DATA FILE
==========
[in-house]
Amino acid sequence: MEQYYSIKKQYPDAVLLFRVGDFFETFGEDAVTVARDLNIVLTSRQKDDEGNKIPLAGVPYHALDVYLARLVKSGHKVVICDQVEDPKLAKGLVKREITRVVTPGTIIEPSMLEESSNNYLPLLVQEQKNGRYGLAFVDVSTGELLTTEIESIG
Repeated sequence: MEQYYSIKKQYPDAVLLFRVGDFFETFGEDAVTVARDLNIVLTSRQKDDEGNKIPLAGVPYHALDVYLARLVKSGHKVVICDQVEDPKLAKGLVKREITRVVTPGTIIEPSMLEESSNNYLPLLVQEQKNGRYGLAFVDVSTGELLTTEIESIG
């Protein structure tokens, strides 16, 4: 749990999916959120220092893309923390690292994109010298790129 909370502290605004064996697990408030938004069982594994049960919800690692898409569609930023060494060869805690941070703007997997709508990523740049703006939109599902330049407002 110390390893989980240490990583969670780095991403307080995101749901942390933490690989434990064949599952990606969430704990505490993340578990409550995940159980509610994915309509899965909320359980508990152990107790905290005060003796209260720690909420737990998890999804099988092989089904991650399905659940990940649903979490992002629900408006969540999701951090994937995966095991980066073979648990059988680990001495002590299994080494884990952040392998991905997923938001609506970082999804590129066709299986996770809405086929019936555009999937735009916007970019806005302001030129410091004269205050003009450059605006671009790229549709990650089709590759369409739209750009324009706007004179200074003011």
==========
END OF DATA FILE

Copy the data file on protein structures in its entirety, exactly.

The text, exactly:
[in-house]
Amino acid sequence: MEQYYSIKKQYPDAVLLFRVGDFFETFGEDAVTVARDLNIVLTSRQKDDEGNKIPLAGVPYHALDVYLARLVKSGHKVVICDQVEDPKLAKGLVKREITRVVTPGTIIEPSMLEESSNNYLPLLVQEQKNGRYGLAFVDVSTGELLTTEIESIG
Repeated sequence: MEQYYSIKKQYPDAVLLFRVGDFFETFGEDAVTVARDLNIVLTSRQKDDEGNKIPLAGVPYHALDVYLARLVKSGHKVVICDQVEDPKLAKGLVKREITRVVTPGTIIEPSMLEESSNNYLPLLVQEQKNGRYGLAFVDVSTGELLTTEIESIG
């Protein structure tokens, strides 16, 4: 749990999916959120220092893309923390690292994109010298790129 909370502290605004064996697990408030938004069982594994049960919800690692898409569609930023060494060869805690941070703007997997709508990523740049703006939109599902330049407002 110390390893989980240490990583969670780095991403307080995101749901942390933490690989434990064949599952990606969430704990505490993340578990409550995940159980509610994915309509899965909320359980508990152990107790905290005060003796209260720690909420737990998890999804099988092989089904991650399905659940990940649903979490992002629900408006969540999701951090994937995966095991980066073979648990059988680990001495002590299994080494884990952040392998991905997923938001609506970082999804590129066709299986996770809405086929019936555009999937735009916007970019806005302001030129410091004269205050003009450059605006671009790229549709990650089709590759369409739209750009324009706007004179200074003011």